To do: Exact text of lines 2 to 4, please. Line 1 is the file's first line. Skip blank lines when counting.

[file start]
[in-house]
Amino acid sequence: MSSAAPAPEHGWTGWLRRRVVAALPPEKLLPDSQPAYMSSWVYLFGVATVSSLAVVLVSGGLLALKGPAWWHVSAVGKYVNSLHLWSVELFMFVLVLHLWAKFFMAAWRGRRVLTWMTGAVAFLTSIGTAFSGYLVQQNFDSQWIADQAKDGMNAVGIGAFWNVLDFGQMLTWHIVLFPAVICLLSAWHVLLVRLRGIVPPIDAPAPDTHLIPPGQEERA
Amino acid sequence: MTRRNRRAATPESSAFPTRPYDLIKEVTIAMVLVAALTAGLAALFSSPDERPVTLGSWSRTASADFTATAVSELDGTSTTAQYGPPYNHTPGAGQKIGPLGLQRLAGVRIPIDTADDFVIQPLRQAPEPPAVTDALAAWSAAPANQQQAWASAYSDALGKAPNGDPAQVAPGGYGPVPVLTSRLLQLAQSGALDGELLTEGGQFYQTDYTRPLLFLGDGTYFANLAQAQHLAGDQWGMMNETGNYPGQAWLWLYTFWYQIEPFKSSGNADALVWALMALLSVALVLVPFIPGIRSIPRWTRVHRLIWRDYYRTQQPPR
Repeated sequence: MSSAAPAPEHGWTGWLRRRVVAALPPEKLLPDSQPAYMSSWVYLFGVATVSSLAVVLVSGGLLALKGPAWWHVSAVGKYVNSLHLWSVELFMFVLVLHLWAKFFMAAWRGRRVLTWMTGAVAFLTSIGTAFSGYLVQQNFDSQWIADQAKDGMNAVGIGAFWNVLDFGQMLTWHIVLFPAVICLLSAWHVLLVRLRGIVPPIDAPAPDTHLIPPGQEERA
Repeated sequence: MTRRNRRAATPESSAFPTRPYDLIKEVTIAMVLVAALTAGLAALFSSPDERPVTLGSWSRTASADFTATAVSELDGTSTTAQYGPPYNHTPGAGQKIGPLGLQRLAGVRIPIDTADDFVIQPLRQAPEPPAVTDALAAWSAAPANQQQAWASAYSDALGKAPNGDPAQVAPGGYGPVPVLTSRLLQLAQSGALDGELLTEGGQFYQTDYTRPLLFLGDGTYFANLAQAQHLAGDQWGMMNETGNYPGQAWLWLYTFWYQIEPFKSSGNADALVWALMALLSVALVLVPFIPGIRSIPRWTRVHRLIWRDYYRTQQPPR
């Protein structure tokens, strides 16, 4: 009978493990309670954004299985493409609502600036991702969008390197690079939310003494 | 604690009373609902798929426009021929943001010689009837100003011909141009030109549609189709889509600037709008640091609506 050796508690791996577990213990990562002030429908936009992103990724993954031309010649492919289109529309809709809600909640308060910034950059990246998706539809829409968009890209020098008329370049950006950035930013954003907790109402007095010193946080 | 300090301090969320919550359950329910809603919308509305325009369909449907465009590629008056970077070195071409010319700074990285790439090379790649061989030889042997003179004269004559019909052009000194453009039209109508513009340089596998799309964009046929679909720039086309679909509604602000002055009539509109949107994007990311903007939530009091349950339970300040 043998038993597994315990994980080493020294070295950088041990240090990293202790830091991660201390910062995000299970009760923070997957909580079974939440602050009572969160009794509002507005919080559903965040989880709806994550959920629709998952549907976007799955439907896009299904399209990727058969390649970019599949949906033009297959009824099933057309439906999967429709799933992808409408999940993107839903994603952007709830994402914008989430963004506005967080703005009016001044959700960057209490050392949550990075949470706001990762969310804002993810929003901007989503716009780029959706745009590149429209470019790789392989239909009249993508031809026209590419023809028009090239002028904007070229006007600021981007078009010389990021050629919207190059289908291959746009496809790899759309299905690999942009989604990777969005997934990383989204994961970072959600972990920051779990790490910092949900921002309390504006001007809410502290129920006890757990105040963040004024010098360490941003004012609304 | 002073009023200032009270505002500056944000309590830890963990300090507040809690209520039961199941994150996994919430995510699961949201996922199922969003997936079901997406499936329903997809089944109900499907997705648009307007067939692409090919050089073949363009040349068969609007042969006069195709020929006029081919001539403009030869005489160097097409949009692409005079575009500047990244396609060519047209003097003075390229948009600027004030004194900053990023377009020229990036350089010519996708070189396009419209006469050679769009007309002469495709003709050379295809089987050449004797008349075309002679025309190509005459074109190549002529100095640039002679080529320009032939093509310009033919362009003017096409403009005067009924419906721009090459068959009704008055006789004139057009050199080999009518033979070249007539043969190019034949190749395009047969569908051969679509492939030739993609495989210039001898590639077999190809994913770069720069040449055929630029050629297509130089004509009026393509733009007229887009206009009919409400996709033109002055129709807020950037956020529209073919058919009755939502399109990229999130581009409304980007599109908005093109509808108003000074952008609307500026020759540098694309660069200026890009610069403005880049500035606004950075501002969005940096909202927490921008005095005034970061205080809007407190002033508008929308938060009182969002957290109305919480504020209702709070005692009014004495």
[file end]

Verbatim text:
Amino acid sequence: MSSAAPAPEHGWTGWLRRRVVAALPPEKLLPDSQPAYMSSWVYLFGVATVSSLAVVLVSGGLLALKGPAWWHVSAVGKYVNSLHLWSVELFMFVLVLHLWAKFFMAAWRGRRVLTWMTGAVAFLTSIGTAFSGYLVQQNFDSQWIADQAKDGMNAVGIGAFWNVLDFGQMLTWHIVLFPAVICLLSAWHVLLVRLRGIVPPIDAPAPDTHLIPPGQEERA
Amino acid sequence: MTRRNRRAATPESSAFPTRPYDLIKEVTIAMVLVAALTAGLAALFSSPDERPVTLGSWSRTASADFTATAVSELDGTSTTAQYGPPYNHTPGAGQKIGPLGLQRLAGVRIPIDTADDFVIQPLRQAPEPPAVTDALAAWSAAPANQQQAWASAYSDALGKAPNGDPAQVAPGGYGPVPVLTSRLLQLAQSGALDGELLTEGGQFYQTDYTRPLLFLGDGTYFANLAQAQHLAGDQWGMMNETGNYPGQAWLWLYTFWYQIEPFKSSGNADALVWALMALLSVALVLVPFIPGIRSIPRWTRVHRLIWRDYYRTQQPPR
Repeated sequence: MSSAAPAPEHGWTGWLRRRVVAALPPEKLLPDSQPAYMSSWVYLFGVATVSSLAVVLVSGGLLALKGPAWWHVSAVGKYVNSLHLWSVELFMFVLVLHLWAKFFMAAWRGRRVLTWMTGAVAFLTSIGTAFSGYLVQQNFDSQWIADQAKDGMNAVGIGAFWNVLDFGQMLTWHIVLFPAVICLLSAWHVLLVRLRGIVPPIDAPAPDTHLIPPGQEERA